The London Olympics will be the first games to include women as well as men from every competing nation, including Brunei, Qatar and Saudi Arabia.
The two Saudi women participants though they have not qualified have received special invitations from the International Olympics Committee (IOC), (politics trumps performance) who hope that they will put up a reasonable show. It will be rather interesting if either of them do brilliantly despite not qualifying? At least this may take the IOC’s mind off trying to disqualify women as women who have a habit of performing too well (testosterone trumps performance). (See gendercentric newsflash Olympic Confusion : Gender & the IOC, 02 July)
It had earlier been speculated that the London Olympics would welcome the dashing Saudi equestrienne – Dalma Malhas- who won bronze at the 2010 Singapore Youth Olympics to which she was not nominated by her country but specially invited by the IOC. But it seems that her horse is sick. This is a case of horse trumps rider, though normally as noted (02 July) horses enable their riders to transcend gender barriers.
The Olympic Games have often provided the forum for political and human rights statements. The question here is what happens after the games. Will the participation of Wodjan Ali Seraj Abdulrahim Shahrkhani (judo) and Sarah Attar (athletics) finally level the playing field for all Saudi women and girls who are banned from playing sports in school, and denied access to most sports facilities? Sarah Attar from her training base in the States has already said that she hopes to ‘make some really big strides for women over there’.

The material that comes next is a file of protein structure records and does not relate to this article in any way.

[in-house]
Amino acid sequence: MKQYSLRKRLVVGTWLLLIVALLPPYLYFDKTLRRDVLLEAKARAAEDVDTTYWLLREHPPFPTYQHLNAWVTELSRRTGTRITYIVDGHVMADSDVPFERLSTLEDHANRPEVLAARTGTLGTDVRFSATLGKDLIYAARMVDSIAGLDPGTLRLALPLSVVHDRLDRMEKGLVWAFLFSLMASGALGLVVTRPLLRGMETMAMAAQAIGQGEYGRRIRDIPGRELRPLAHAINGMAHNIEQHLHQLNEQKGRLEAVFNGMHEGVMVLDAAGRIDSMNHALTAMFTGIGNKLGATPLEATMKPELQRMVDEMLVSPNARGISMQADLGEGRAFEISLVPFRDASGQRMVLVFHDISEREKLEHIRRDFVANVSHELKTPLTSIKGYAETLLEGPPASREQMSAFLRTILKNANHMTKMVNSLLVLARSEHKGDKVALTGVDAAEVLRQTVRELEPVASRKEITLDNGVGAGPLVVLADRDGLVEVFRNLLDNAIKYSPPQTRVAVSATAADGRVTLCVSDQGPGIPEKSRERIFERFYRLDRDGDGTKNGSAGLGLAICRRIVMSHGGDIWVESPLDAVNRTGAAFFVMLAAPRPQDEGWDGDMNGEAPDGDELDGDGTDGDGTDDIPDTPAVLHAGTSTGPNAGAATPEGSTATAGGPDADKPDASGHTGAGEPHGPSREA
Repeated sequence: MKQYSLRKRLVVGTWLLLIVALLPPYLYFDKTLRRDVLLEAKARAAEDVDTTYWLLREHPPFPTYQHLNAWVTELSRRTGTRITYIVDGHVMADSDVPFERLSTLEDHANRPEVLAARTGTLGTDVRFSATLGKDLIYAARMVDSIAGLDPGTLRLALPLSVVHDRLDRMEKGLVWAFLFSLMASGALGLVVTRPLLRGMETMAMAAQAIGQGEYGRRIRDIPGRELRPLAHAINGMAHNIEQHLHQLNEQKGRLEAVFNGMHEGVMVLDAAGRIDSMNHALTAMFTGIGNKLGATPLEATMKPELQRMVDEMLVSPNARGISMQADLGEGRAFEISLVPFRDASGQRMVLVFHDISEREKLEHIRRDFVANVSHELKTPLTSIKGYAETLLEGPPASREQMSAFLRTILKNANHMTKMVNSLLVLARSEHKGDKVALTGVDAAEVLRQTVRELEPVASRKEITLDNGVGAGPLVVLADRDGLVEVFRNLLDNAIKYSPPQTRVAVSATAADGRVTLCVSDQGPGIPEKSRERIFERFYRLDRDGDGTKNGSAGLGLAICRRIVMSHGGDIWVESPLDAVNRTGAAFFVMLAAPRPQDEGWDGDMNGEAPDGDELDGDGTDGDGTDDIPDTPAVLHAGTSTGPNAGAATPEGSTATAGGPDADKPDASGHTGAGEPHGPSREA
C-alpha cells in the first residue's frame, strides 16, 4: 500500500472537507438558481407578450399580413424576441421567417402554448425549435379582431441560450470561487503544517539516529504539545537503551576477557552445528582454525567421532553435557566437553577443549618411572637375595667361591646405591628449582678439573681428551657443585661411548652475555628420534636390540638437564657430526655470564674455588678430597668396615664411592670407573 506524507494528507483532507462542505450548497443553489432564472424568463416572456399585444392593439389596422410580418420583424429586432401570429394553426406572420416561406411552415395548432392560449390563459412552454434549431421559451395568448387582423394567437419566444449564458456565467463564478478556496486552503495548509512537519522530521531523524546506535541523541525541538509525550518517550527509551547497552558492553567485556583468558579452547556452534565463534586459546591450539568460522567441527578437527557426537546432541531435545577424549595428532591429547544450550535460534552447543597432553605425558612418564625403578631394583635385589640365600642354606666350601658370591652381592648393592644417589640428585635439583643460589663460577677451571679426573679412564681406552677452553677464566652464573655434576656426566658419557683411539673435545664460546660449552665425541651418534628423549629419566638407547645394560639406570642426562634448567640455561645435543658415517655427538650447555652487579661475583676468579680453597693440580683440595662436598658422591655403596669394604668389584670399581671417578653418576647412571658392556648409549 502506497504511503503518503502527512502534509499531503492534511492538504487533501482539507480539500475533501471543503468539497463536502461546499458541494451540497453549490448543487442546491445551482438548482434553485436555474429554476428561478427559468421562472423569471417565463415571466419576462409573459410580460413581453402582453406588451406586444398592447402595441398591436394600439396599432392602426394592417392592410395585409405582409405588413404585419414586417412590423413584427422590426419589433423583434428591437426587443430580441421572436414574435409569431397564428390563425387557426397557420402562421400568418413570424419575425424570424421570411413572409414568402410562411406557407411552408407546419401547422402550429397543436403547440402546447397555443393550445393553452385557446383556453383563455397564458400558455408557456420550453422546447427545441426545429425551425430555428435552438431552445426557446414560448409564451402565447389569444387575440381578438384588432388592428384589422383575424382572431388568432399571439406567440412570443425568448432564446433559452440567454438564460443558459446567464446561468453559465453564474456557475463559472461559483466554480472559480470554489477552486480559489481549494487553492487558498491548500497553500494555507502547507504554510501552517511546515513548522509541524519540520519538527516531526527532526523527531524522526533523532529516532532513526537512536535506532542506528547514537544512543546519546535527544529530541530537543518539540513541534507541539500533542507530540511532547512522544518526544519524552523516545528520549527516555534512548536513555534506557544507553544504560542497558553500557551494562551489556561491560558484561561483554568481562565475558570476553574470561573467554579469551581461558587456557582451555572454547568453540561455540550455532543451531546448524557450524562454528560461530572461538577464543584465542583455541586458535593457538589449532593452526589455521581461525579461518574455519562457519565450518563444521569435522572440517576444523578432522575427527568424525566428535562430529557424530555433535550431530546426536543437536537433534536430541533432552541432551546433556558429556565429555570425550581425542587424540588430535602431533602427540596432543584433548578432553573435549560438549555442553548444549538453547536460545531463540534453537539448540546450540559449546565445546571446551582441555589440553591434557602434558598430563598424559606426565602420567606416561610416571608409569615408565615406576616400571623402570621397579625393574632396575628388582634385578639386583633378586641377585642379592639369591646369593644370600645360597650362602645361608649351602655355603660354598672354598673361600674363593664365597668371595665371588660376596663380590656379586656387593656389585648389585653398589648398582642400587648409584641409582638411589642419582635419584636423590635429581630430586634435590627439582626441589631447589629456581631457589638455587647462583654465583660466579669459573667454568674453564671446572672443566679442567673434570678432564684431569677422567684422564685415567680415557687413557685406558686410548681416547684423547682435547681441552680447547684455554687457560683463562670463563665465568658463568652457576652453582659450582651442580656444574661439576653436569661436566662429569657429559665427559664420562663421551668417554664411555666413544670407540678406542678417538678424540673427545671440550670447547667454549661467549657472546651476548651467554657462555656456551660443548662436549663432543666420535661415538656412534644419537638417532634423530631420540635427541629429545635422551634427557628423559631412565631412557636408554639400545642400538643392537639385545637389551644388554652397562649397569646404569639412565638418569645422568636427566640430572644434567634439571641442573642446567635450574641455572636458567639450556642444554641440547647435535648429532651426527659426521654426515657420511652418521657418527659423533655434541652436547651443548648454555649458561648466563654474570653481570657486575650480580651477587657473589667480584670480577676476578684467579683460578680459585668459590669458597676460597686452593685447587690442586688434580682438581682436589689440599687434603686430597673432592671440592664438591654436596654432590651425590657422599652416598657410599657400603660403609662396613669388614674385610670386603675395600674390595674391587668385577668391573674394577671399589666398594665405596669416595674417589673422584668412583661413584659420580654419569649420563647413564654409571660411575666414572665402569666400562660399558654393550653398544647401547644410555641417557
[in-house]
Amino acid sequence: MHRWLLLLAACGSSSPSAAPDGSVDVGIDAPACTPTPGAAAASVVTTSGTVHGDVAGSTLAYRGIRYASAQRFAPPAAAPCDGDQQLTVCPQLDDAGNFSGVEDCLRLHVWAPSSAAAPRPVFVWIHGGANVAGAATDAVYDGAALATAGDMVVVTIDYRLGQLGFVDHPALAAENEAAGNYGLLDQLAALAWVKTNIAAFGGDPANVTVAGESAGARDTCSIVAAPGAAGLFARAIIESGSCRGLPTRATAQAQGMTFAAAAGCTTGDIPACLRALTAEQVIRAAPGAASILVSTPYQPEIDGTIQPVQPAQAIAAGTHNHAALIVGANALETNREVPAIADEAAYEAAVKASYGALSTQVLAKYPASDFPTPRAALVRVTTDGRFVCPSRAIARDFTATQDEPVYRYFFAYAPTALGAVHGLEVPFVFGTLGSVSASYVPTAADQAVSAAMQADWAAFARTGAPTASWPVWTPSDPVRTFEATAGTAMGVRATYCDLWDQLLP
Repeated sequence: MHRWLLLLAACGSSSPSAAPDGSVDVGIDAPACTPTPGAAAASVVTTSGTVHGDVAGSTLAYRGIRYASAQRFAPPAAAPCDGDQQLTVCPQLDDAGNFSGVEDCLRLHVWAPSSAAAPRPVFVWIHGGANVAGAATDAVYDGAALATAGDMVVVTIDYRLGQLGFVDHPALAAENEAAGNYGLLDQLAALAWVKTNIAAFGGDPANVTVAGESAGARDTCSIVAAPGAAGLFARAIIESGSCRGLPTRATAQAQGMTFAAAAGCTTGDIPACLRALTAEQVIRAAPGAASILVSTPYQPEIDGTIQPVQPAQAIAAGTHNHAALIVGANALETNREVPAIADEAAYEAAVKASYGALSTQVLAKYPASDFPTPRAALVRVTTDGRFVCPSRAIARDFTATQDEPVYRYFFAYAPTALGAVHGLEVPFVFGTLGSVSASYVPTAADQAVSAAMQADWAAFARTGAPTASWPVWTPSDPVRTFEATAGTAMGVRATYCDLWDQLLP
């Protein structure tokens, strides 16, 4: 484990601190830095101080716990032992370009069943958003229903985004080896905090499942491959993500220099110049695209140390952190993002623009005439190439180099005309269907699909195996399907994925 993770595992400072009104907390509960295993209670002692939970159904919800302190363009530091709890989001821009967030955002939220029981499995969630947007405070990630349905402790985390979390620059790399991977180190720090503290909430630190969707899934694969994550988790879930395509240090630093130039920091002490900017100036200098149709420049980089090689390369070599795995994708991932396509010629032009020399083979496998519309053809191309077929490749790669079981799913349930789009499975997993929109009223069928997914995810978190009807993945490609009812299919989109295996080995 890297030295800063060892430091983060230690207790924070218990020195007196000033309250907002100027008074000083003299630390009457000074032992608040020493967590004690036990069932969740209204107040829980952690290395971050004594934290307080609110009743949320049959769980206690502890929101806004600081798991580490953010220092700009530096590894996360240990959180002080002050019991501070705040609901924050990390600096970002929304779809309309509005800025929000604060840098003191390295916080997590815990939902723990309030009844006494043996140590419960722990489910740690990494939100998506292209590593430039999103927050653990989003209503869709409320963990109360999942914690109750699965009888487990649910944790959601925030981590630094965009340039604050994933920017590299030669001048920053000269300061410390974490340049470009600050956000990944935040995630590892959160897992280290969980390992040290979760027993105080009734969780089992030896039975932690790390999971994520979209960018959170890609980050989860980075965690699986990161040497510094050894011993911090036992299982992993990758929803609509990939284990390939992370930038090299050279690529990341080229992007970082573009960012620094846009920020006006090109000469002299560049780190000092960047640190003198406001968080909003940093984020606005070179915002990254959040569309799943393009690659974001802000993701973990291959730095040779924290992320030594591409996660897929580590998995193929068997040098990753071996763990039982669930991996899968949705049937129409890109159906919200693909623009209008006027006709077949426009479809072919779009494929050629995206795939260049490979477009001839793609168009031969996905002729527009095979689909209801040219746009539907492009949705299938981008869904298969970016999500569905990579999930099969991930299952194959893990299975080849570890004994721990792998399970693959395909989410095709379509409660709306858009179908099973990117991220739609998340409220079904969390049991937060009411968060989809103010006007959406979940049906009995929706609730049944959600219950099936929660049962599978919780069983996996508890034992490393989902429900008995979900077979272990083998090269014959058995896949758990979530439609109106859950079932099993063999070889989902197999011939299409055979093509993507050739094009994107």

Currently Saudi Arabia stands at 135 out of 146 countries on the Gender Development Index (2011) http://genderindex.org/country/saudi-arabia . Women have been granted theoretical rights to vote in future municipal elections, and also to become eligible for driving licenses a mere four years from now. That having been said Saudi Arabia has beaten the USA to the ratification of the UN Convention on the Elimination of All Forms of Discrimination against Women (CEDAW), by ratifying in 2000. The USA is still pondering the ratification of this most dangerous of international conventions but perhaps the President’s recent support for gay marriage is a sign of better things to come…but only if he wins of course. Check out some US objections to the ‘international bill of rights for women’:
And best of luck to Wodjan and Sarah, as game-changers if not medal winners.